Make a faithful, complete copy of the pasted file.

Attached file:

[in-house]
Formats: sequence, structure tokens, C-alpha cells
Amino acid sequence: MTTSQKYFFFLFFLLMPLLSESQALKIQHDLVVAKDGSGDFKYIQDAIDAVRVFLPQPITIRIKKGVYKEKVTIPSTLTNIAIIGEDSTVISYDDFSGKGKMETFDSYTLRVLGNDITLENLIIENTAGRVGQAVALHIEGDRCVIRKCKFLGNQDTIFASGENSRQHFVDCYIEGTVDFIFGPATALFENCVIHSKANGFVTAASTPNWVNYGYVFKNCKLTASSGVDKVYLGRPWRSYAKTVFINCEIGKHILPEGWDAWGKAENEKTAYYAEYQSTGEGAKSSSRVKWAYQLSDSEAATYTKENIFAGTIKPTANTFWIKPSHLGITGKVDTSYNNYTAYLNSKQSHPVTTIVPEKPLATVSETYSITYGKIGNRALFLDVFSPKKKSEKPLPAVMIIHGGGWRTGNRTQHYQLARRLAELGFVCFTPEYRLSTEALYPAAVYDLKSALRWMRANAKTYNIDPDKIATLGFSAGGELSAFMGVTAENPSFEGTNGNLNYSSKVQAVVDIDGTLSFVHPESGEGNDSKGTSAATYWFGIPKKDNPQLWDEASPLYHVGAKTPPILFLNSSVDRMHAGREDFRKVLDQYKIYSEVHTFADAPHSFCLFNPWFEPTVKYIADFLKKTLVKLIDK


[in-house]
Formats: sequence, structure tokens, C-alpha cells
Amino acid sequence: MTTSQKYFFFLFFLLMPLLSESQALKIQHDLVVAKDGSGDFKYIQDAIDAVRVFLPQPITIRIKKGVYKEKVTIPSTLTNIAIIGEDSTVISYDDFSGKGKMETFDSYTLRVLGNDITLENLIIENTAGRVGQAVALHIEGDRCVIRKCKFLGNQDTIFASGENSRQHFVDCYIEGTVDFIFGPATALFENCVIHSKANGFVTAASTPNWVNYGYVFKNCKLTASSGVDKVYLGRPWRSYAKTVFINCEIGKHILPEGWDAWGKAENEKTAYYAEYQSTGEGAKSSSRVKWAYQLSDSEAATYTKENIFAGTIKPTANTFWIKPSHLGITGKVDTSYNNYTAYLNSKQSHPVTTIVPEKPLATVSETYSITYGKIGNRALFLDVFSPKKKSEKPLPAVMIIHGGGWRTGNRTQHYQLARRLAELGFVCFTPEYRLSTEALYPAAVYDLKSALRWMRANAKTYNIDPDKIATLGFSAGGELSAFMGVTAENPSFEGTNGNLNYSSKVQAVVDIDGTLSFVHPESGEGNDSKGTSAATYWFGIPKKDNPQLWDEASPLYHVGAKTPPILFLNSSVDRMHAGREDFRKVLDQYKIYSEVHTFADAPHSFCLFNPWFEPTVKYIADFLKKTLVKLIDK